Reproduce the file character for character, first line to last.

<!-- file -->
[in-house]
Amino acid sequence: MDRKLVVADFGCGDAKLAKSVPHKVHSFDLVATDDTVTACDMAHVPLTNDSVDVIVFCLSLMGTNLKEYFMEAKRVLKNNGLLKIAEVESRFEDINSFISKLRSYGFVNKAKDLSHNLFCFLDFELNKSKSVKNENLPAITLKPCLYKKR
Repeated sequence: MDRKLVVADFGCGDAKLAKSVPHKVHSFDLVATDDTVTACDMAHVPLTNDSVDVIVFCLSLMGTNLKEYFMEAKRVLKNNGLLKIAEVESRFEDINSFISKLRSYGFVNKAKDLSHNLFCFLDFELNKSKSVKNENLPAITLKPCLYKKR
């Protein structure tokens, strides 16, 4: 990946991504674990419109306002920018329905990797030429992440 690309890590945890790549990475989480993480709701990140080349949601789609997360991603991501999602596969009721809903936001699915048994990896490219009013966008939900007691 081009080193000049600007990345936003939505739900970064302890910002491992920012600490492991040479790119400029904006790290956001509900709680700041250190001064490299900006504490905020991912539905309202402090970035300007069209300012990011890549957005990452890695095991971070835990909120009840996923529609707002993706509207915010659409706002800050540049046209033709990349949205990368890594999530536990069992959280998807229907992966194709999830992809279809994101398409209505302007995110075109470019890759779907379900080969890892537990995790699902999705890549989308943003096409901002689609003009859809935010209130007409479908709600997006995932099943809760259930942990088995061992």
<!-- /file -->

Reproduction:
[in-house]
Amino acid sequence: MDRKLVVADFGCGDAKLAKSVPHKVHSFDLVATDDTVTACDMAHVPLTNDSVDVIVFCLSLMGTNLKEYFMEAKRVLKNNGLLKIAEVESRFEDINSFISKLRSYGFVNKAKDLSHNLFCFLDFELNKSKSVKNENLPAITLKPCLYKKR
Repeated sequence: MDRKLVVADFGCGDAKLAKSVPHKVHSFDLVATDDTVTACDMAHVPLTNDSVDVIVFCLSLMGTNLKEYFMEAKRVLKNNGLLKIAEVESRFEDINSFISKLRSYGFVNKAKDLSHNLFCFLDFELNKSKSVKNENLPAITLKPCLYKKR
């Protein structure tokens, strides 16, 4: 990946991504674990419109306002920018329905990797030429992440 690309890590945890790549990475989480993480709701990140080349949601789609997360991603991501999602596969009721809903936001699915048994990896490219009013966008939900007691 081009080193000049600007990345936003939505739900970064302890910002491992920012600490492991040479790119400029904006790290956001509900709680700041250190001064490299900006504490905020991912539905309202402090970035300007069209300012990011890549957005990452890695095991971070835990909120009840996923529609707002993706509207915010659409706002800050540049046209033709990349949205990368890594999530536990069992959280998807229907992966194709999830992809279809994101398409209505302007995110075109470019890759779907379900080969890892537990995790699902999705890549989308943003096409901002689609003009859809935010209130007409479908709600997006995932099943809760259930942990088995061992």